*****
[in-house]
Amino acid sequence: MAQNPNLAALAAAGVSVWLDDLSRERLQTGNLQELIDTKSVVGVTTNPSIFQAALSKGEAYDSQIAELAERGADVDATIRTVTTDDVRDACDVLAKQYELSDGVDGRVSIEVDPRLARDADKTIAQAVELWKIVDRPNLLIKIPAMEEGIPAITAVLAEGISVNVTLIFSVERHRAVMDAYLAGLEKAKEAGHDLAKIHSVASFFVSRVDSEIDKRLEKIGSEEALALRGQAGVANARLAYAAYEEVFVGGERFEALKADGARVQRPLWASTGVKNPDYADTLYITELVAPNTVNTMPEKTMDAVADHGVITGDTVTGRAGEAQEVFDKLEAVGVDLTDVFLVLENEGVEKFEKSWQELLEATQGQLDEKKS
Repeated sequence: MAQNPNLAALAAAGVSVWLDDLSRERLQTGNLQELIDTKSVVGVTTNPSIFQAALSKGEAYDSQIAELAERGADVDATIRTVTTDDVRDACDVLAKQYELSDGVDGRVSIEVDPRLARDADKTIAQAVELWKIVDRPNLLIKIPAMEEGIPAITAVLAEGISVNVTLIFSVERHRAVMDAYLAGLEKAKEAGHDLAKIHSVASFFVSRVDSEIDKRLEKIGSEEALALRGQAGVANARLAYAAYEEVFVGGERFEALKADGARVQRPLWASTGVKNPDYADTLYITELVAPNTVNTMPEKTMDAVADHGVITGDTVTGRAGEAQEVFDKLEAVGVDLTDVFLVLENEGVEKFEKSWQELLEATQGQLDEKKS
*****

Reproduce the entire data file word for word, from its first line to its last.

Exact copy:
[in-house]
Amino acid sequence: MAQNPNLAALAAAGVSVWLDDLSRERLQTGNLQELIDTKSVVGVTTNPSIFQAALSKGEAYDSQIAELAERGADVDATIRTVTTDDVRDACDVLAKQYELSDGVDGRVSIEVDPRLARDADKTIAQAVELWKIVDRPNLLIKIPAMEEGIPAITAVLAEGISVNVTLIFSVERHRAVMDAYLAGLEKAKEAGHDLAKIHSVASFFVSRVDSEIDKRLEKIGSEEALALRGQAGVANARLAYAAYEEVFVGGERFEALKADGARVQRPLWASTGVKNPDYADTLYITELVAPNTVNTMPEKTMDAVADHGVITGDTVTGRAGEAQEVFDKLEAVGVDLTDVFLVLENEGVEKFEKSWQELLEATQGQLDEKKS
Repeated sequence: MAQNPNLAALAAAGVSVWLDDLSRERLQTGNLQELIDTKSVVGVTTNPSIFQAALSKGEAYDSQIAELAERGADVDATIRTVTTDDVRDACDVLAKQYELSDGVDGRVSIEVDPRLARDADKTIAQAVELWKIVDRPNLLIKIPAMEEGIPAITAVLAEGISVNVTLIFSVERHRAVMDAYLAGLEKAKEAGHDLAKIHSVASFFVSRVDSEIDKRLEKIGSEEALALRGQAGVANARLAYAAYEEVFVGGERFEALKADGARVQRPLWASTGVKNPDYADTLYITELVAPNTVNTMPEKTMDAVADHGVITGDTVTGRAGEAQEVFDKLEAVGVDLTDVFLVLENEGVEKFEKSWQELLEATQGQLDEKKS